Tuesday, March 9, 2010

Getting Rid of Sin--What Makes a Good Metaphor?

Easter is sometimes a tough time of year for those of us non-literalists. I have a different vision of the cross. I know that crucifixion was the punishment that the Romans reserved for criminals who acted against the state; Jesus died a terrorist's death.

I've had arguments with fundamentalist friends who would tell me that I'm undercutting the role of Jesus, and I would say, "No, I'm not." To me, the central message of Christianity is that the Kingdom of God will put us in direct opposition to earthly kingdoms--and we might pay with our lives.

Lately, I've been thinking about the cross and all the ways that we need a metaphor for getting rid of our sins. The Lutheran churches of which I've been a part haven't focused on the cross exclusively (or even very often, most of them) as a metaphor for humanity shedding itself of sin.

Yes, I used the word metaphor. I'm a poet, not a literalist. For me, there are far more effective metaphors than the cross.

When we were at camp in Lutheridge, we would write down our sins and cast them into the fire. I really liked that. As I got older, I liked the confluence of flame and ash, my sin like paper. I think of my sins as unforgivable, but they're just as flimsy as paper, just as easy to get rid of.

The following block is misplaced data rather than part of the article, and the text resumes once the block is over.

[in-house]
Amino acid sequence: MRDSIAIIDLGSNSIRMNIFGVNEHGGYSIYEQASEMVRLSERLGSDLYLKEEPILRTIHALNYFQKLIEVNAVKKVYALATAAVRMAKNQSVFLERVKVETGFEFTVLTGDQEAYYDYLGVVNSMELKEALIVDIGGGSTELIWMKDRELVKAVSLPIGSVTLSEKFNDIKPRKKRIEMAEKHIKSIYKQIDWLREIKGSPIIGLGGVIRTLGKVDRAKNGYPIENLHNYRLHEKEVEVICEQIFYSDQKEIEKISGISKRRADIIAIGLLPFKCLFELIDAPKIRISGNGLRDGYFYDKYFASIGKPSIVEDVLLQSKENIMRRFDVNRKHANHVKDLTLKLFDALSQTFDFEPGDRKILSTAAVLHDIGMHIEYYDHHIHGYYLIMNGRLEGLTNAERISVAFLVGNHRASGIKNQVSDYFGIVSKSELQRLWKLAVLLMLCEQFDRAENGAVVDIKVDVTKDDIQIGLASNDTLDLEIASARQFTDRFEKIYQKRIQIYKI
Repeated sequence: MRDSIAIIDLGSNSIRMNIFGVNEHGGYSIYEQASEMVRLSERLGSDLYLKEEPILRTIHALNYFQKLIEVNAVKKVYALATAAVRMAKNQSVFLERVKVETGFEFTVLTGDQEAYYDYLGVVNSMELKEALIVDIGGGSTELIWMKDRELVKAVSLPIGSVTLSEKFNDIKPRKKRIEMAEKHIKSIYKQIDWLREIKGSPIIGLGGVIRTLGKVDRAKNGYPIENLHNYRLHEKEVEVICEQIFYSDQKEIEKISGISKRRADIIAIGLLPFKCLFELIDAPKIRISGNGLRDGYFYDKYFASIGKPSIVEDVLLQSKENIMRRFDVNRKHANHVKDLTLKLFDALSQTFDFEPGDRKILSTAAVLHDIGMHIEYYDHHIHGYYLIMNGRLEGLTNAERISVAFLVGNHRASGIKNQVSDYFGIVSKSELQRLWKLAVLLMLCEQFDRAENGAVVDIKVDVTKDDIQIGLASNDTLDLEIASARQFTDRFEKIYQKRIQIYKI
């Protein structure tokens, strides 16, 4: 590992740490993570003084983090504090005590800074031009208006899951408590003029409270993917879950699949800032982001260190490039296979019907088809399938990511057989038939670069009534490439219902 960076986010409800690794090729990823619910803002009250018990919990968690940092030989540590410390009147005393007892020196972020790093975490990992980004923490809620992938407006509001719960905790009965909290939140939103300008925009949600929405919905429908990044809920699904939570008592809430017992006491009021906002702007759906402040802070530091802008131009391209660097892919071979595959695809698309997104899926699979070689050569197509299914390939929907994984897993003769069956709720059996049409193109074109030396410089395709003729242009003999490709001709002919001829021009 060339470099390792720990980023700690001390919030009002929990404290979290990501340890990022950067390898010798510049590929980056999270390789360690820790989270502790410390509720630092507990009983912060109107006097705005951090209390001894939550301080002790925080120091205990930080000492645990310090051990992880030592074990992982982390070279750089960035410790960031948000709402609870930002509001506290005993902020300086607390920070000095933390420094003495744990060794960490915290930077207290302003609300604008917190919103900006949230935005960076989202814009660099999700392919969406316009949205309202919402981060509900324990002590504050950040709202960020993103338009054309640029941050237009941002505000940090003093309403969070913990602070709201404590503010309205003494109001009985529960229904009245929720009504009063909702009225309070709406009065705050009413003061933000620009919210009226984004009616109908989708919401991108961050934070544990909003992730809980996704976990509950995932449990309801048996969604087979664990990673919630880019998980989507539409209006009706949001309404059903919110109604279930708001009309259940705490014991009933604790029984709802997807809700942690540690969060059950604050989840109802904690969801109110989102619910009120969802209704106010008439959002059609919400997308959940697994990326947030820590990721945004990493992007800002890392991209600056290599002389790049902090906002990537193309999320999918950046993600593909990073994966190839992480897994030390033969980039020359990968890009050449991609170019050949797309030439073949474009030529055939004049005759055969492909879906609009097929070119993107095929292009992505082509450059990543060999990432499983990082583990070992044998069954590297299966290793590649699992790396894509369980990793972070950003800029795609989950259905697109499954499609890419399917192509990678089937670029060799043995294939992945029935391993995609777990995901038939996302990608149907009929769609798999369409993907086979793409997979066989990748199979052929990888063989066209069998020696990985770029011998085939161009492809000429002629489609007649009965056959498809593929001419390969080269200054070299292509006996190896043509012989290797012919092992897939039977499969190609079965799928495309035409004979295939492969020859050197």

I also have a memory of casting our sins, written on paper, into the lake. But I'm not sure if I'm mixing up that memory with something else. I like that imagery better, with its baptismal connections and the washing away. Much nicer than burning. But the burning is more dramatic.

Of course, these metaphors presuppose that I'm able to quit clinging to my sins. Why on earth would we cling to our sins? They serve us in some way. Psychologists would tell us that we don't do anything that doesn't serve us in some way; even if it's negative, it's still got some sort of function, or we wouldn't do it. I believe that.

So psychologists would tell us we have to figure out why we need those sins before we can work on casting them away. A fundamentalist would tell us that we're humanly incapable of casting away our sins and that's why Jesus had to come. I, a poet, would tell us that we need more memorable metaphors and rituals to help us understand our sins and how to get rid of them.

No comments: